Arguably, we’re in the midst of the mobile age. Google says we’re moving into an AI-first world, beyond the mobile-first one. Mobile surpassed desktop back in 2015, and today, more than half of all Google searches are done on a mobile device. Over 60 percent of all searches came from mobile devices in 2016.
This means that now more than ever a strong mobile presence is critical for every business. Beyond Google’s algorithm updates, in terms of the shifting landscape of SEO and user experience mobile is where the action is.
Consequently, it’s a little surprising that they’re just now launching their mobile-first index (and that it keeps getting delayed).
What is Mobile-First Indexing?
On November 4, 2016, Google announced mobile-first indexing, wherein the mobile version of a website will be evaluated first for indexation and ranking. Historically, Google’s algorithm has looked to the desktop version of a website to evaluate relevance and authority. After the initial rollout, Google’s index will continue to be one single collection of pages and apps available. However, the key difference will be that in order to deliver users optimal content, Google will use the mobile version of a site’s content to rank pages from that site.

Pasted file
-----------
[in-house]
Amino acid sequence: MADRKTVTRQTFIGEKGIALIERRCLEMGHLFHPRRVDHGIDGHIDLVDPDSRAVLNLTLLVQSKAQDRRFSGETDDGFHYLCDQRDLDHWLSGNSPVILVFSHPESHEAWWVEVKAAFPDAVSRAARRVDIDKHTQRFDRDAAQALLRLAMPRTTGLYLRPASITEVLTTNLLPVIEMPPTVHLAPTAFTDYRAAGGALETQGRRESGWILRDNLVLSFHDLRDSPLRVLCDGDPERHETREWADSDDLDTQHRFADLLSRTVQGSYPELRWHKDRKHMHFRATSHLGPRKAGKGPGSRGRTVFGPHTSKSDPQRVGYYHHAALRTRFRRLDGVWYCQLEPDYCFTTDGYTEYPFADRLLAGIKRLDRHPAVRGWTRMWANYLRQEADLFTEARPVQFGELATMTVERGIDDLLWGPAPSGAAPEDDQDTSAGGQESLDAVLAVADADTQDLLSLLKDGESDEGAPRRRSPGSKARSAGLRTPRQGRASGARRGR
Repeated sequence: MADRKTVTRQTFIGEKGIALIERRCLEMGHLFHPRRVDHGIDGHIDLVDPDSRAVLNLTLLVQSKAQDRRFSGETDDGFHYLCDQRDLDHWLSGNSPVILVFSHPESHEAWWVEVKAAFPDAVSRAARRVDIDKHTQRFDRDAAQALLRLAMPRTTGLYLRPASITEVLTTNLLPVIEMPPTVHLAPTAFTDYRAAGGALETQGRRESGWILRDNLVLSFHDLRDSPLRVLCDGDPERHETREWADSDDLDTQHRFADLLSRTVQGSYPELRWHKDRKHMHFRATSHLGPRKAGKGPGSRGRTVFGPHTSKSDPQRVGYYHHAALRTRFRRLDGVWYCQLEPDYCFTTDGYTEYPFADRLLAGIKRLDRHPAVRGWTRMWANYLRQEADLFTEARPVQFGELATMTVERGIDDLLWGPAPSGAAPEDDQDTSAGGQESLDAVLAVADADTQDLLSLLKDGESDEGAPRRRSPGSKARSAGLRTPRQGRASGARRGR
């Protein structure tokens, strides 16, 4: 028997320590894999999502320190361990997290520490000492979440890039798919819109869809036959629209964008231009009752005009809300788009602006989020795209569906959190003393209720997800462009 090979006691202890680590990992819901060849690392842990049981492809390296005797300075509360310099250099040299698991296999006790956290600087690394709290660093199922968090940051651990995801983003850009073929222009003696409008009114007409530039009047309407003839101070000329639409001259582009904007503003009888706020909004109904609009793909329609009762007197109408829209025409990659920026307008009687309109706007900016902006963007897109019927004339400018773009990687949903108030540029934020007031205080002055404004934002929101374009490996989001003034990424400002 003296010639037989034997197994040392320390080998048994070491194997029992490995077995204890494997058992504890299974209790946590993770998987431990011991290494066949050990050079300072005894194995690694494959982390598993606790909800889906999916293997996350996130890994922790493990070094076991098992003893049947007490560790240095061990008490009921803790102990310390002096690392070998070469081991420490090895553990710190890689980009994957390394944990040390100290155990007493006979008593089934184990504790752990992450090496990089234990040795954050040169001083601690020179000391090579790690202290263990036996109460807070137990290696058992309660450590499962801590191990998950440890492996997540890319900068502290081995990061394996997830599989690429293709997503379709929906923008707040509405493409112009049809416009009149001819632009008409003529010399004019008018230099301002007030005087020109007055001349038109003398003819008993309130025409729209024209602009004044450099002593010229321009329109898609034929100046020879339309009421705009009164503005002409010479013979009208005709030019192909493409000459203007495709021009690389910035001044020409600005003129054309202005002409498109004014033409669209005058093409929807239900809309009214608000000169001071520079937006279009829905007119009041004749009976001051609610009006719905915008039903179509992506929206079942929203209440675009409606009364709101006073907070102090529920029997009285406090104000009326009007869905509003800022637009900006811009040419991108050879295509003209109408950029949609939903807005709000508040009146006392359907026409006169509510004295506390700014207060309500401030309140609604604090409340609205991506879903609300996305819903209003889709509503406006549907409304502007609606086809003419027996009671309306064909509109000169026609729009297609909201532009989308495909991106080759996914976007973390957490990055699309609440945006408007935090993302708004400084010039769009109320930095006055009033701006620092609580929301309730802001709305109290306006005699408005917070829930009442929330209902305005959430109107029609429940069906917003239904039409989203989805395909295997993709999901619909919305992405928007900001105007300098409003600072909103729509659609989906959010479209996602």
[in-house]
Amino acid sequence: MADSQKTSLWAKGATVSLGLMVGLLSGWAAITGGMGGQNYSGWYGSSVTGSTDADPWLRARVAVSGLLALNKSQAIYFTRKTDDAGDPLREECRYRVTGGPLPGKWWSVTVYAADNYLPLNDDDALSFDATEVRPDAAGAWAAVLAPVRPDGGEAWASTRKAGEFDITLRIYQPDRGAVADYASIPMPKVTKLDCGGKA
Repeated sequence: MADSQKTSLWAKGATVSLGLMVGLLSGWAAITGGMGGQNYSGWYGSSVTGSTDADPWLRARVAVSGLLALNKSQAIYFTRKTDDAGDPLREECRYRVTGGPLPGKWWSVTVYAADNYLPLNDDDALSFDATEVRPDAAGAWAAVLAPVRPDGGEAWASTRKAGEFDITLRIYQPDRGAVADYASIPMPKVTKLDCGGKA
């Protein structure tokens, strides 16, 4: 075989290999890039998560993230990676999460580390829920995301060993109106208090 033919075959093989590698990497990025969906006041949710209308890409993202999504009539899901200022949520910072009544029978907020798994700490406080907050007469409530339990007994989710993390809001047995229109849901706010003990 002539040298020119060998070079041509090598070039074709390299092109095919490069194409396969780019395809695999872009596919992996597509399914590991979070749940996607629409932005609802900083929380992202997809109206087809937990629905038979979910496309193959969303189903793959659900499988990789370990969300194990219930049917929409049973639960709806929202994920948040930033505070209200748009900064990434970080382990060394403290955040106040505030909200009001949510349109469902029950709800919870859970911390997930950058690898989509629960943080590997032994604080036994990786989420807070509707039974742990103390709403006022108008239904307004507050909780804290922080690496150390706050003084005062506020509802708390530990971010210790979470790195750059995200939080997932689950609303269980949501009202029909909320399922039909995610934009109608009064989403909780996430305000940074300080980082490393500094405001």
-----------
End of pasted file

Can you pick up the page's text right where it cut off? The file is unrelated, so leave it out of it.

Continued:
How to Prepare for Mobile-First
The best way to prepare for Google’s mobile-first index is with a responsive website. A website utilizing responsive design is built to serve all devices the same code (i.e., content) that simply adjusts for device screen size. Google has been very clear in stating that if your site is responsive and serves the same primary content across mobile and desktop, then you have nothing to fear from the mobile-first move. If you have a separate mobile version of your site (e.g., m.example.com) then Google recommends migrating your m. site to a responsive design before they migrate to the mobile-first index.
As if that’s not a strong enough proof point, Google representative John Mueller has said that regardless of the mobile-first index you should be migrating your site to a responsive design.